E-SITE is replacing the former Solutions for Information Technology Enterprise (SITE) IDIQ vehicle where ManTech was previously a prime. ManTech will have the opportunity to win task orders that require services including systems design, development, fielding, sustainment of global intelligence, and command and control (C2). Ultimately, this contract will design and maintain a worldwide enterprise IT infrastructure to support the DIA's critical mission."

    1. And if it were up to me I would tell foreign creditors of the United States - you don't pay taxes in the United States, you have no voting rights in the United States, and so you don't get paid back by the United States government, it's central bank, or it's taxpayers.

  2. Aside from the perversions of asset/capita/resource allocation attending (infallibly ignorant) government interventions, the more laws and regulations the greater opportunity for graft.

  3. You people are lucky! This is the image of the brazilian tax code,

    The story (in portuguese):

  4. This is all intended. These are the best regulations money can buy. Corporations paid up for every line in the Federal Register. Private industry literally writes every one of tax codes.

    Sandbagging economic competition and growth is the entire purpose. What he is describing is the system's success, not any failure. Creation of high economic barriers to entry is the entire point.

    I like the technocratic good-faith analysis, but there is ZERO hope for regulation and tax simplification after Citizens United v FEC. None. Write that off. It's locked in essentially forever. The Trans-Pacific Trade agreement will lock it all in yet further.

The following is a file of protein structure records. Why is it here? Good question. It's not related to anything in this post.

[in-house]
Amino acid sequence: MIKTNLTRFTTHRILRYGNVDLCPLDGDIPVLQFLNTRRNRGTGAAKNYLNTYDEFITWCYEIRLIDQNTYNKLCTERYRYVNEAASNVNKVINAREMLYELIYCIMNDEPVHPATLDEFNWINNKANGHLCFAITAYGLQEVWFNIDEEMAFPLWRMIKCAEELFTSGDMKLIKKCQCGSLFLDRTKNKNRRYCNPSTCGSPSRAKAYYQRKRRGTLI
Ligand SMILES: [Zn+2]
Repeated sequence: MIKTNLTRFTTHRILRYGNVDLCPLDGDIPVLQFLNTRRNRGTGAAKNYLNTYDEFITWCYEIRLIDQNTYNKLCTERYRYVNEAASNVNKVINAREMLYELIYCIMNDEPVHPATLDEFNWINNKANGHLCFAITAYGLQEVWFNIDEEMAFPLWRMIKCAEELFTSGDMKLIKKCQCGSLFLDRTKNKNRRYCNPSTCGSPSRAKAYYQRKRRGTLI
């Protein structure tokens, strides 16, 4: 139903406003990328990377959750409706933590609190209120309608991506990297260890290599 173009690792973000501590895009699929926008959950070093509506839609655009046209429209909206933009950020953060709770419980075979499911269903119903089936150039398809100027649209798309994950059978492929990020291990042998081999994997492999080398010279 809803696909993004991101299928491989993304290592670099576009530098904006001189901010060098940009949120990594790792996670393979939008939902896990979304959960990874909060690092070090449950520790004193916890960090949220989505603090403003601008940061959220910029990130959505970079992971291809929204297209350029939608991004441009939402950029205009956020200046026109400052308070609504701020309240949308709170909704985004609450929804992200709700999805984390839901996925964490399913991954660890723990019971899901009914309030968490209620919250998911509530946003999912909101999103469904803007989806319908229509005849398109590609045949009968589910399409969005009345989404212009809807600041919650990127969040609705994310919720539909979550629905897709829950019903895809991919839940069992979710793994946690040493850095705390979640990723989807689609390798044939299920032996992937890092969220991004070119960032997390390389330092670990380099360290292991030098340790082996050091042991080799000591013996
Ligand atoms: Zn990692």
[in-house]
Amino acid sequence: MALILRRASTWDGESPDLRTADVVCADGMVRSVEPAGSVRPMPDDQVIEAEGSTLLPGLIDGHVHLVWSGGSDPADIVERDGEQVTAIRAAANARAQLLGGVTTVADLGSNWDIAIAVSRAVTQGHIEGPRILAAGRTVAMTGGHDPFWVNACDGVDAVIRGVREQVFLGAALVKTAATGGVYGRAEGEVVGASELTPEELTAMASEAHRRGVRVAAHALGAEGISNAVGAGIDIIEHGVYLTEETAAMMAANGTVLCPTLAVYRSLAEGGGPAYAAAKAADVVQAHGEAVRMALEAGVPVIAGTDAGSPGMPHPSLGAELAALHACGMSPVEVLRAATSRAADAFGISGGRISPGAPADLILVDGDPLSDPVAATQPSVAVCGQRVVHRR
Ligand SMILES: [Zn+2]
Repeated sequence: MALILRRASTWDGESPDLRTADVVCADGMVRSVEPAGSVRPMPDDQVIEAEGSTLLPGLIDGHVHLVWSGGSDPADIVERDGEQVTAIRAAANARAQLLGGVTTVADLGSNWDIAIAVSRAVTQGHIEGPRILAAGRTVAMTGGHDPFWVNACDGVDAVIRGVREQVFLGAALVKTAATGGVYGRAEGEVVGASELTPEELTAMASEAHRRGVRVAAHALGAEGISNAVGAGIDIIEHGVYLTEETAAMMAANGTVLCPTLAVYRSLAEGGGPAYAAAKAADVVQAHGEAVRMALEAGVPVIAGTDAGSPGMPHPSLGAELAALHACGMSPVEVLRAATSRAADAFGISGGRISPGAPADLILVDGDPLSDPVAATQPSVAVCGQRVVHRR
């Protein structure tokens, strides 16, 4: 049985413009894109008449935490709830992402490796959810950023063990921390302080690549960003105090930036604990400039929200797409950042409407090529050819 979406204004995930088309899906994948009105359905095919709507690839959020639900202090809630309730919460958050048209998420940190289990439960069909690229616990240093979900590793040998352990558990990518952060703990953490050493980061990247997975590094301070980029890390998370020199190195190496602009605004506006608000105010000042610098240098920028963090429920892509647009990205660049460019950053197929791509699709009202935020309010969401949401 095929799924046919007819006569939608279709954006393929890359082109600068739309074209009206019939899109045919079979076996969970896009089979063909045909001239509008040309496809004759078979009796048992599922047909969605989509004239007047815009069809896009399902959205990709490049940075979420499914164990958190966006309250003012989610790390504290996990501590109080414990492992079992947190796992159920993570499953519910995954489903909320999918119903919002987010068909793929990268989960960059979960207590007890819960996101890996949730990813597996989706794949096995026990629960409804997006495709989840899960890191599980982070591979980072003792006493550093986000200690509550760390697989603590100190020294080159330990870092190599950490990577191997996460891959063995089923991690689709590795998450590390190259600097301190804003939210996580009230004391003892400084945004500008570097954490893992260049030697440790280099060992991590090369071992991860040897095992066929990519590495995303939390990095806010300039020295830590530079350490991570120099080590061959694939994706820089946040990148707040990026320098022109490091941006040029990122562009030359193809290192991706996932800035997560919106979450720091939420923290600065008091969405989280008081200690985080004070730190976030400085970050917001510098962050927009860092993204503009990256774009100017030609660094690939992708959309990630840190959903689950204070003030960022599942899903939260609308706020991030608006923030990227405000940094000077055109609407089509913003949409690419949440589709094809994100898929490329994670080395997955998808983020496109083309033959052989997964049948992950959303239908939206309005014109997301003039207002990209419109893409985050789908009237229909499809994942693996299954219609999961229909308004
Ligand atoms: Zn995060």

US real growth will have to get very, very, bad before investment in reform yields a return: politicians are cheap to buy, and the return to regulation is quite high. Or raise the cost of regulating: a tribune of the plebes? Guillotine? Wear donors's badges on your lapel?

    Actually, what I like is simple: political representatives can 1) only accept direct money from living breathing citizens (in any amount after taxes); and 2) only those living breathing citizens within the bounds of your district. Ties the money and the representation together very nicely.

  5. I have young colleagues - very bright, numerate people - who see no problem in an extraordinarily large body of regulation. In their view, as technology advances, society is becoming vastly more complex than it was, and they fully expect that regulation should grow exponentially too - not just in line with GDP, but in line with complexity (which probably goes more like GDP squared).

    I have suggested, in response, that they think of regulations as boundary conditions on society, i.e., as constraints that have to be satisfied. The more there are that need to be satisfied, the fewer the possible states of society. The danger lies in winding up with so many constraints that innovation becomes difficult or impossible, and even the current states of society may be technically illegal - and the code may be so complex that no-one will be able to figure out which constraints can safely be relaxed.

    This argument won, at least, a pause. But in the end they reiterated their point, with a variation. Technology is vastly increasing the possible state space. Regulations can increase enormously, and as long as they do so more slowly than the growth of the possible state space, they see no problem - after all, as the possible states of society expand, the number of socially undesirable states grows equally as fast, requiring a very rapid expansion of regulation.

    I found myself unable to respond. I'm pretty sure they're wrong, but I can't prove it.

    1. Regulations define the boundary of what is permissible. Consider that the surface of a sphere grows in area more slowly than the volume. Similarly the rules separating permitted states from prohibited states should grow much more slowly than the total number of states. Not every possible state will lie on, or even near, the boundary.